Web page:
In the broader picture of digital transformation, Dominica is implementing a digital economy development project, the Caribbean Digital Transformation Project, financed by the World Bank. The project aims to boost access to digital services, technologies and skills. The project is opening new areas of work for UNDP in Dominica. To support this process, the UNDP Chief Digital Office piloted its first digital readiness assessment in Dominica in November 2020, to assist with the framing of the digital opportunities across core pillars of digital transformation. In 2021, UNDP mobilized technical assistance to support Dominica develop a national digital transformation strategy which was recently finalized (2022) and is currently waiting on Cabinet approval, while discussions are taking place to further collaborate with the Government around Digital Identity and tailored support for the implementation of Dominica's digital transformation strategy.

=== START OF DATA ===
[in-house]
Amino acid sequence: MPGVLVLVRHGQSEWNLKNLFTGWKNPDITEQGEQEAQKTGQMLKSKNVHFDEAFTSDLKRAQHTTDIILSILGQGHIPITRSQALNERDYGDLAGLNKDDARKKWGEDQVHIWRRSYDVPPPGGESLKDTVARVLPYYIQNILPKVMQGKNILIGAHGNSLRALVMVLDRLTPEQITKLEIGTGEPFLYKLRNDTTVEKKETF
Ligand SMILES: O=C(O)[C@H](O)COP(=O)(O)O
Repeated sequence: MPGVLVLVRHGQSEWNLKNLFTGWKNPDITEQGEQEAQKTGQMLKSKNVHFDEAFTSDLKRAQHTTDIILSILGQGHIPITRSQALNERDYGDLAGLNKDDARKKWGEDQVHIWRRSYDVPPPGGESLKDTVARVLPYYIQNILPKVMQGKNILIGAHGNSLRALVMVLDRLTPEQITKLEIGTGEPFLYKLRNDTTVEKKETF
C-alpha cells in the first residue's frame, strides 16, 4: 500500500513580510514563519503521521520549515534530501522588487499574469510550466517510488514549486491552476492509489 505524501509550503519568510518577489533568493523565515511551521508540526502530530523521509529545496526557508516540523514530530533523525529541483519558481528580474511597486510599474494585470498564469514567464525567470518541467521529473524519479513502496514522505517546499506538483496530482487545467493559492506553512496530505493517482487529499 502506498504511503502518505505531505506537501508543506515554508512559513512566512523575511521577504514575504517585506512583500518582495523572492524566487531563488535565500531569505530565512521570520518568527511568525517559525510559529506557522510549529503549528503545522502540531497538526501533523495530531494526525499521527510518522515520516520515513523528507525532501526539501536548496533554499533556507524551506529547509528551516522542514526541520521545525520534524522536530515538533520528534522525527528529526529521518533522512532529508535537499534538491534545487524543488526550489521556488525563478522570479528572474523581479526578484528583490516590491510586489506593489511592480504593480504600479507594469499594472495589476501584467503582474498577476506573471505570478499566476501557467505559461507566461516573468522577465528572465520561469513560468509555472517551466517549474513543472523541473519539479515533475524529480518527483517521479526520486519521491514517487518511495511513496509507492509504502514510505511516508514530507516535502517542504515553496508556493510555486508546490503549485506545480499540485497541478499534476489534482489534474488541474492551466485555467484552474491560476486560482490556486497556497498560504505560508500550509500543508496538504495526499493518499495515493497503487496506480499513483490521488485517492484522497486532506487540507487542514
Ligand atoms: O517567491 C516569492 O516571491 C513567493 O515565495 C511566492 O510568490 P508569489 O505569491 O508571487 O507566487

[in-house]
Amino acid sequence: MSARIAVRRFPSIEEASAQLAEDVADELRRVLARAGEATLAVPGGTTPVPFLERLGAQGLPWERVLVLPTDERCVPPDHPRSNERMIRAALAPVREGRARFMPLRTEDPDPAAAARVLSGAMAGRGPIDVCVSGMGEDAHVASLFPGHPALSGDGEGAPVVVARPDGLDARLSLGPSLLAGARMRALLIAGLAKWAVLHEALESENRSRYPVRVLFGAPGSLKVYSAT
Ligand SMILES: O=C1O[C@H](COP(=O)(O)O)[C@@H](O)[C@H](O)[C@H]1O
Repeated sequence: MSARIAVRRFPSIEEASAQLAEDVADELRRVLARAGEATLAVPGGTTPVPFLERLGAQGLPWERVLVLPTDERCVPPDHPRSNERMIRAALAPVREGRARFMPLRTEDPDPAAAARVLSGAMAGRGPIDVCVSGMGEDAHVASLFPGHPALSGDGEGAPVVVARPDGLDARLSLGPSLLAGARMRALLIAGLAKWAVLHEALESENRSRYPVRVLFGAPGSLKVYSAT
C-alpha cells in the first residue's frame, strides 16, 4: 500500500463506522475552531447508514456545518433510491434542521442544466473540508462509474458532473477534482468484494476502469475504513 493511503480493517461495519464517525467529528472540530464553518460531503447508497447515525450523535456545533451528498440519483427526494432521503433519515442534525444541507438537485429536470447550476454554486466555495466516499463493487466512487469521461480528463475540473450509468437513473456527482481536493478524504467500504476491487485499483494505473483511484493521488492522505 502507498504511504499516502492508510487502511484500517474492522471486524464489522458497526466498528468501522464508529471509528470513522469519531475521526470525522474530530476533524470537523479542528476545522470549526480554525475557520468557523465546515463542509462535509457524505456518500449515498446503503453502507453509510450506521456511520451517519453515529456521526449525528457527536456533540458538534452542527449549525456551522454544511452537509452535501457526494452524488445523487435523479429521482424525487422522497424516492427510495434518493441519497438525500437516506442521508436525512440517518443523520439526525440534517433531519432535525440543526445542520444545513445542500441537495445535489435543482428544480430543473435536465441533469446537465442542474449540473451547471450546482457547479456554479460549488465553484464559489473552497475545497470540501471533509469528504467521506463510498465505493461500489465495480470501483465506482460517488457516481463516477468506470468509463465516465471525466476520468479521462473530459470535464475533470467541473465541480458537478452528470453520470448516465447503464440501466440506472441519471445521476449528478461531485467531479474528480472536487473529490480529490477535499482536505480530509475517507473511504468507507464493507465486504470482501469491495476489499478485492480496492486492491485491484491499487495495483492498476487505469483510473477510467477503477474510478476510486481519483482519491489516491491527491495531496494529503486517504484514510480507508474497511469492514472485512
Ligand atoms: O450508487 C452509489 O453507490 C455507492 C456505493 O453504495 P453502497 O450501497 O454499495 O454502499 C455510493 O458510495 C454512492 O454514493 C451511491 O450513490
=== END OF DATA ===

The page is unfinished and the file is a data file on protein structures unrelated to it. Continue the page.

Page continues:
Currently, UNDP continues to advance recovery by partnering with the Government to respond to the COVID-19 emergency. Towards this end, UNDP has supported the development of a Human and Economic Assessment of Impact (HEAT) Report with the collaboration of UNICEF and UN Women, provided assistance to MSMEs to go digital and provided technical assistance to support Government efforts in designing a successful Reopening Strategy.

Additionally, UNDP is technically and financially supporting Micro, Small and Medium Enterprises (MSMEs) within ten countries and territories that are directly or indirectly linked to the tourism sector or have been significantly impacted by the COVID-19 pandemic, through the Future Tourism project.   With gender equality and empowerment of women at its core, the project seeks to promote economic diversification, job creation and resilience with the “Blue Economy for Green Islands” approach in the tourism sector thereby boosting recovery and supporting the digitally enabled transformation of the business processes and value chains of MSMEs.